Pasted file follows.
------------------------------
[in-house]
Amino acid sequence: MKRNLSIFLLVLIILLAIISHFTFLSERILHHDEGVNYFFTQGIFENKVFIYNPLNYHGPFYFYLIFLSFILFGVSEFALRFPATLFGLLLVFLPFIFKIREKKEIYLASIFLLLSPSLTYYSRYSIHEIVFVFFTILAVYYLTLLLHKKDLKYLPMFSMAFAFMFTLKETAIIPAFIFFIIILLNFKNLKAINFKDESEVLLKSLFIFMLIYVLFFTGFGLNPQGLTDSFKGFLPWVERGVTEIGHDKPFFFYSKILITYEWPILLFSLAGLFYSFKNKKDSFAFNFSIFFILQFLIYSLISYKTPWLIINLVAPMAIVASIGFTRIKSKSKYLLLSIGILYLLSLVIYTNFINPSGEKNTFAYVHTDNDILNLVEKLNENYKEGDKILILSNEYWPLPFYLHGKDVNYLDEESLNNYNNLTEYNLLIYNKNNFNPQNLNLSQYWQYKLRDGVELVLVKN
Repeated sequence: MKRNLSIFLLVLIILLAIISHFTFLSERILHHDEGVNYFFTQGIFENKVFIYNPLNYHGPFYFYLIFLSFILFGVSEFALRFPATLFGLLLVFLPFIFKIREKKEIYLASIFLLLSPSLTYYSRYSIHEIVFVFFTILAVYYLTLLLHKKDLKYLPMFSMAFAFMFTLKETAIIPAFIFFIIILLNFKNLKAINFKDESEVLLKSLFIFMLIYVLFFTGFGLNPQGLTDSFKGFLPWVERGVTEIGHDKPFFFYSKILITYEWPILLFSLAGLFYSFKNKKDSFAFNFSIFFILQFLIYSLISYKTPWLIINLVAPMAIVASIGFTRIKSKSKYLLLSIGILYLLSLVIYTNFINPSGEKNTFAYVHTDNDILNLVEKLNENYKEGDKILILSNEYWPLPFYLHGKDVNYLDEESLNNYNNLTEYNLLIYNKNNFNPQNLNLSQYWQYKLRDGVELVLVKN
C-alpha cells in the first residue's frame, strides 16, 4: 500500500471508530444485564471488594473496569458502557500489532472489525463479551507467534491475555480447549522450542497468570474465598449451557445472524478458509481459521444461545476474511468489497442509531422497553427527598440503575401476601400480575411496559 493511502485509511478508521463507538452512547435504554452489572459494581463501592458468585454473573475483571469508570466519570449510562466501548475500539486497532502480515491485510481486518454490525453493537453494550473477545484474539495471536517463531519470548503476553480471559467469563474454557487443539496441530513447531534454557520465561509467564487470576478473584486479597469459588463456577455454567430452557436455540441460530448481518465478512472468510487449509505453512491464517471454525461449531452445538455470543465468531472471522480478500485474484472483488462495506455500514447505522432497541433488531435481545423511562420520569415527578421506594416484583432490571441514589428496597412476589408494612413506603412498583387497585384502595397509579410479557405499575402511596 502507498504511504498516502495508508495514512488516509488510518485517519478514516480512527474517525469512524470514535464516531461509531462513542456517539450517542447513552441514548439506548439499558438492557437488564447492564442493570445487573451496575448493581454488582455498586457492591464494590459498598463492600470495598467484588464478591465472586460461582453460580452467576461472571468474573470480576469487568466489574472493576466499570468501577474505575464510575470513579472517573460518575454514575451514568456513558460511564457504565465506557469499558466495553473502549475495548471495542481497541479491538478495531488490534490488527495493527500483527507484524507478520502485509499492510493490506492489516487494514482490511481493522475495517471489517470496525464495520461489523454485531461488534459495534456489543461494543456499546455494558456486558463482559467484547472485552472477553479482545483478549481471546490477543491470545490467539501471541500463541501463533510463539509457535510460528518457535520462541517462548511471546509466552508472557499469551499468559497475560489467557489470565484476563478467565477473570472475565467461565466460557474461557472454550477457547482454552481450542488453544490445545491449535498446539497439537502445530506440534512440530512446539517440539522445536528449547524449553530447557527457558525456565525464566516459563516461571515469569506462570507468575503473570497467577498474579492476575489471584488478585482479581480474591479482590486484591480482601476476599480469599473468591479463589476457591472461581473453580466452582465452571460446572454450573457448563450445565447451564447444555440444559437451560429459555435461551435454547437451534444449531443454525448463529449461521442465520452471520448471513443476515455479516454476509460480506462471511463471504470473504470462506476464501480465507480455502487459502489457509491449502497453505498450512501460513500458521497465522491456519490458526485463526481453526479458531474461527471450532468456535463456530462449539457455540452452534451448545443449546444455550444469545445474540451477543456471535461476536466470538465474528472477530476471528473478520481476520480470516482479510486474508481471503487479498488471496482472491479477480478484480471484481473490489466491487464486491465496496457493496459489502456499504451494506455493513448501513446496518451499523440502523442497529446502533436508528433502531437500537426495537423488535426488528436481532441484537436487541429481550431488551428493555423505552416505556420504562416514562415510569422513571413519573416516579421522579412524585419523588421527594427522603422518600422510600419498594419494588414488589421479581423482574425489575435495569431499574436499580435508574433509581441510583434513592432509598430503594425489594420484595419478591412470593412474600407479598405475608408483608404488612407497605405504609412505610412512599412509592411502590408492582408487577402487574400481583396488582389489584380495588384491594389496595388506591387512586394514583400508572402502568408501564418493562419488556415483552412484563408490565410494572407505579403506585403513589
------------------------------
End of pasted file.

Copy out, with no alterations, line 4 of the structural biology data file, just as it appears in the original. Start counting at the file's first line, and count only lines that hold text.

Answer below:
C-alpha cells in the first residue's frame, strides 16, 4: 500500500471508530444485564471488594473496569458502557500489532472489525463479551507467534491475555480447549522450542497468570474465598449451557445472524478458509481459521444461545476474511468489497442509531422497553427527598440503575401476601400480575411496559 493511502485509511478508521463507538452512547435504554452489572459494581463501592458468585454473573475483571469508570466519570449510562466501548475500539486497532502480515491485510481486518454490525453493537453494550473477545484474539495471536517463531519470548503476553480471559467469563474454557487443539496441530513447531534454557520465561509467564487470576478473584486479597469459588463456577455454567430452557436455540441460530448481518465478512472468510487449509505453512491464517471454525461449531452445538455470543465468531472471522480478500485474484472483488462495506455500514447505522432497541433488531435481545423511562420520569415527578421506594416484583432490571441514589428496597412476589408494612413506603412498583387497585384502595397509579410479557405499575402511596 502507498504511504498516502495508508495514512488516509488510518485517519478514516480512527474517525469512524470514535464516531461509531462513542456517539450517542447513552441514548439506548439499558438492557437488564447492564442493570445487573451496575448493581454488582455498586457492591464494590459498598463492600470495598467484588464478591465472586460461582453460580452467576461472571468474573470480576469487568466489574472493576466499570468501577474505575464510575470513579472517573460518575454514575451514568456513558460511564457504565465506557469499558466495553473502549475495548471495542481497541479491538478495531488490534490488527495493527500483527507484524507478520502485509499492510493490506492489516487494514482490511481493522475495517471489517470496525464495520461489523454485531461488534459495534456489543461494543456499546455494558456486558463482559467484547472485552472477553479482545483478549481471546490477543491470545490467539501471541500463541501463533510463539509457535510460528518457535520462541517462548511471546509466552508472557499469551499468559497475560489467557489470565484476563478467565477473570472475565467461565466460557474461557472454550477457547482454552481450542488453544490445545491449535498446539497439537502445530506440534512440530512446539517440539522445536528449547524449553530447557527457558525456565525464566516459563516461571515469569506462570507468575503473570497467577498474579492476575489471584488478585482479581480474591479482590486484591480482601476476599480469599473468591479463589476457591472461581473453580466452582465452571460446572454450573457448563450445565447451564447444555440444559437451560429459555435461551435454547437451534444449531443454525448463529449461521442465520452471520448471513443476515455479516454476509460480506462471511463471504470473504470462506476464501480465507480455502487459502489457509491449502497453505498450512501460513500458521497465522491456519490458526485463526481453526479458531474461527471450532468456535463456530462449539457455540452452534451448545443449546444455550444469545445474540451477543456471535461476536466470538465474528472477530476471528473478520481476520480470516482479510486474508481471503487479498488471496482472491479477480478484480471484481473490489466491487464486491465496496457493496459489502456499504451494506455493513448501513446496518451499523440502523442497529446502533436508528433502531437500537426495537423488535426488528436481532441484537436487541429481550431488551428493555423505552416505556420504562416514562415510569422513571413519573416516579421522579412524585419523588421527594427522603422518600422510600419498594419494588414488589421479581423482574425489575435495569431499574436499580435508574433509581441510583434513592432509598430503594425489594420484595419478591412470593412474600407479598405475608408483608404488612407497605405504609412505610412512599412509592411502590408492582408487577402487574400481583396488582389489584380495588384491594389496595388506591387512586394514583400508572402502568408501564418493562419488556415483552412484563408490565410494572407505579403506585403513589